New eLearning portfolio, where to start?

Jul 18, 2018

Hello e-Learning community.

I am very new to the eLearning industry (first year) and are looking at ways to create content for my eLearning portfolio. 

After researching there are so many options and great examples outlining what a portfolio should contain. Where to start!!

I would like to ask for some advise. From your experience, what would you consider the most critical types of eLearning examples to place in a portfolio when applying for an entry level position within the industry?

I would say that I am at a beginners level with using eLearning authoring tools (have been learning Articulate Storyline, Rise and Adobe Captivate).  


9 Replies
Shawn Davis

Hi Jane! Though I agree with what Allison and Nadia suggested, I have another idea to consider.

Whenever someone asks what kinds of examples they should put in a portfolio or website, etc. I recommend reaching out to a few prospects to see what they would want to see.

Create a short list of companies that represent your prospects. Reach out by phone. Tell them you'd like to do a little market research with them. Ask for a separate appointment to interview them.

For the interview, have a quick overview of the service you offer (do not say you are relatively new at it). Explain you're creating a portfolio of samples. There is a wide range of samples you could put in there -- you'll use their input to narrow that down.

Prepare questions to ask. I suggest starting with "Have you shopped for elearning designers before and how did you look?" and "If you were looking, would being able to see examples be important?"

If they say they have never shopped, ask them to imagine they are. Ask the question about seeing examples a different way.

Ask all of them, "Paint me a picture of what a good set of examples might be" and then "Talk to me about what might turn you off or frustrate you."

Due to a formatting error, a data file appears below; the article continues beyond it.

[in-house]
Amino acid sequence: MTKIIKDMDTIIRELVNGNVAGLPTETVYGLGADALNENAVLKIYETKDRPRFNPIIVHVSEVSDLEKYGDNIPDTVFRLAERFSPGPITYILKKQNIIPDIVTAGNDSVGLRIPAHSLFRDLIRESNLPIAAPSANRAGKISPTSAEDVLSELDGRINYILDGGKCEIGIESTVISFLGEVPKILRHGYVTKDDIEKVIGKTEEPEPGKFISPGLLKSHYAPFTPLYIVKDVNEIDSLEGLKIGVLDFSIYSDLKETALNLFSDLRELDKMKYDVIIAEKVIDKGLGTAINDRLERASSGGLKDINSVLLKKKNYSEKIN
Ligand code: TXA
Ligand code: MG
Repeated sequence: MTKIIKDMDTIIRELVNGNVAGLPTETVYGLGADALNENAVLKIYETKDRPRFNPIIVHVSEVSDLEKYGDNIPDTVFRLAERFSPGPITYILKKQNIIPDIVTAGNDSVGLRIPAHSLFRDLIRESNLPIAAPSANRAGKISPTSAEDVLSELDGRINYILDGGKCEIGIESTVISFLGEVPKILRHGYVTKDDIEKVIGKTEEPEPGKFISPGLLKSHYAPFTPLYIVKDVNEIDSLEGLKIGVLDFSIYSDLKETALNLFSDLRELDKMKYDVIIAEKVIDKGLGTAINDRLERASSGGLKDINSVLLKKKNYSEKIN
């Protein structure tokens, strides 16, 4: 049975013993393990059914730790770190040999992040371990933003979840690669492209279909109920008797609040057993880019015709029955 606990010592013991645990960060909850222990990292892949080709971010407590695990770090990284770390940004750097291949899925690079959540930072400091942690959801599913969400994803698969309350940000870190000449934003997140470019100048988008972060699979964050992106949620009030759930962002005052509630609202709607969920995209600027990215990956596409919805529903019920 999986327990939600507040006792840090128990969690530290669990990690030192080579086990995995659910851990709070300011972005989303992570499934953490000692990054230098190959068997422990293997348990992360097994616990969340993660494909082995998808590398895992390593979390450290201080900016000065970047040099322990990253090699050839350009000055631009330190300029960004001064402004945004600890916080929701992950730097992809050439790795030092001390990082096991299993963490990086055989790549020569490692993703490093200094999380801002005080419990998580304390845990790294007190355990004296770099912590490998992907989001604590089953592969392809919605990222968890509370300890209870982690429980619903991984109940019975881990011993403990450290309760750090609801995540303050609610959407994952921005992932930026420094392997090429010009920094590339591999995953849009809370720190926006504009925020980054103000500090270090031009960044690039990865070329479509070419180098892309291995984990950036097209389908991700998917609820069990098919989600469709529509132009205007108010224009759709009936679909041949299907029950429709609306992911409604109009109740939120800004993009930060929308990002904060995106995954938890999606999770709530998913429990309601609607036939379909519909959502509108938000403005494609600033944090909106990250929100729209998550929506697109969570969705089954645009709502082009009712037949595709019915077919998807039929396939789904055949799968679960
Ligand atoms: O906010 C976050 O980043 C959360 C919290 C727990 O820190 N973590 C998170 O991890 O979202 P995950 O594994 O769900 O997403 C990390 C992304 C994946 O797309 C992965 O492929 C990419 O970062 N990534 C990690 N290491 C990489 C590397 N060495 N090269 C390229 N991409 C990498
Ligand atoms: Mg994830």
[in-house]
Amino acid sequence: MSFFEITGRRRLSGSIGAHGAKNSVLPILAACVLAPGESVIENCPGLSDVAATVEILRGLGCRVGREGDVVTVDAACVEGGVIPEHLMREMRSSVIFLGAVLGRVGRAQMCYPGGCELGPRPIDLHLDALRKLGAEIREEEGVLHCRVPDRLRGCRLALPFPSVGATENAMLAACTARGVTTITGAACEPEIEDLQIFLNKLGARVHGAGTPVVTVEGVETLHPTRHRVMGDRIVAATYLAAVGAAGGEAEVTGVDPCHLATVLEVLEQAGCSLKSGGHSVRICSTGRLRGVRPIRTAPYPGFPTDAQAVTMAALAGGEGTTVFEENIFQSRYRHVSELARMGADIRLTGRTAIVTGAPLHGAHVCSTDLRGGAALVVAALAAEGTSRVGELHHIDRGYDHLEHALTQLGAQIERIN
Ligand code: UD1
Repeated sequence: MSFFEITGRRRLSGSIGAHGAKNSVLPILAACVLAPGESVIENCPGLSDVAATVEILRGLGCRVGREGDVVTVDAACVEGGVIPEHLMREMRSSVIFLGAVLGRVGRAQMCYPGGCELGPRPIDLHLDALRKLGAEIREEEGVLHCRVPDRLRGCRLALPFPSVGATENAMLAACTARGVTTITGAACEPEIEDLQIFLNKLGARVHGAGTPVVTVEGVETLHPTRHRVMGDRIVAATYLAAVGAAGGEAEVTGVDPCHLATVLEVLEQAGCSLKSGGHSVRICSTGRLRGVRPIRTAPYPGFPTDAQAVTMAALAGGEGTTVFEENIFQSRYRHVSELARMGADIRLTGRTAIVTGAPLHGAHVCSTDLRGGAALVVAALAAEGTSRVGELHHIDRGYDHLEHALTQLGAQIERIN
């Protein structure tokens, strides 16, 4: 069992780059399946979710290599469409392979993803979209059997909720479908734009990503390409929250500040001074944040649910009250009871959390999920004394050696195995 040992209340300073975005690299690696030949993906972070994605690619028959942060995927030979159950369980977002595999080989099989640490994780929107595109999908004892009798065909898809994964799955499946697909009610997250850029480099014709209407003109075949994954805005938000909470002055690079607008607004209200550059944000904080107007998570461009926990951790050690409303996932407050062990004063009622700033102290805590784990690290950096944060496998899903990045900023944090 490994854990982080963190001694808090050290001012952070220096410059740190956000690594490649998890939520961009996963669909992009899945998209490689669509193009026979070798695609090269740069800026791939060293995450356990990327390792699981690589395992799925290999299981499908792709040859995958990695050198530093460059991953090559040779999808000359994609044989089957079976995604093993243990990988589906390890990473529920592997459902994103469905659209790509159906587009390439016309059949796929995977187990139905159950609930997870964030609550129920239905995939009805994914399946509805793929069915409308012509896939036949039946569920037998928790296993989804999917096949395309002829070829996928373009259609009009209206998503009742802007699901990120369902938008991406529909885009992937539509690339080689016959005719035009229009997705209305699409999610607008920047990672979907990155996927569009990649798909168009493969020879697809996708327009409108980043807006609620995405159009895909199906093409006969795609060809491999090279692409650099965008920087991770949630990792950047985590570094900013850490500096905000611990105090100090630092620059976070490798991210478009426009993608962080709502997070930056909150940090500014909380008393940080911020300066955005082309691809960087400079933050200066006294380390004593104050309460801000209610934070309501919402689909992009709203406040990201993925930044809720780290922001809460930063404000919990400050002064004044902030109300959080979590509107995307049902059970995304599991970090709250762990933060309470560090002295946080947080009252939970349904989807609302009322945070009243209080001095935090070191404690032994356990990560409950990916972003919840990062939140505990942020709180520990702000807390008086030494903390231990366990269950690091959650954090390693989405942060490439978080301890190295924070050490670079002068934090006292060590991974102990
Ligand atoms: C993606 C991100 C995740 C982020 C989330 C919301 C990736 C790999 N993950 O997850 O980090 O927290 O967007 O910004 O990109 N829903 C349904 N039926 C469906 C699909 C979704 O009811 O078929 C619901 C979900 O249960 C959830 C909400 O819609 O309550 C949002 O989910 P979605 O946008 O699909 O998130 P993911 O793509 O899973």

These kinds of questions will help uncover what prospects look for -- so you don't have to guess. (The conversations also often open the door to doing business!)

I want to let you know that you may find prospects have a a huge range of wants or opinions; so you don't have guidance there. You may find they say they don't really care. This is common and still good information to have! It frees you to create a portfolio you feel proud of for the sake of showing off your work -- without having to worry about whether prospects will like it.

One last tip: If you go this route, make sure you do not ask people to say what they think you should do. Ask what THEY would want.

Hope this helps. Happy creating!

Phil Mayor

Hi Nadia, have a look at what other developers have in their portfolio. My website needs updating at the moment and I add new portfolio elements each year. The majority of my clients come via word of mouth so my portfolio is the first place that I send them after they get in touch, however i also follow up with a more tailored list of recent examples that are in keeping with the type of project they are looking for.

This is for two reasons I find that most clients initially want a very quick way to see if you are any good, once I am over that hurdle they are looking to see if I am a good fit for their project. 

My portfolio elements are short sweet mainly single slide interactions with nice micro interactions and I would say throughout the year 70% will be replaced or updated. 

As a beginner I would focus on one tool, much better to be a master of one rather than middling with all tools.

David Tait

Is there a specific industry you're targeting? If so, I'd spend time creating examples that are relevant to it.

I'd also be tempted to focus on the areas where you excel initially, just to get some strong examples for your portfolio. Once you have a core of useful examples then you can spend a bit of time learning new skills and putting together some more experimental stuff. A smaller number of high quality examples are a lot better than loads of rushed half-baked ones.

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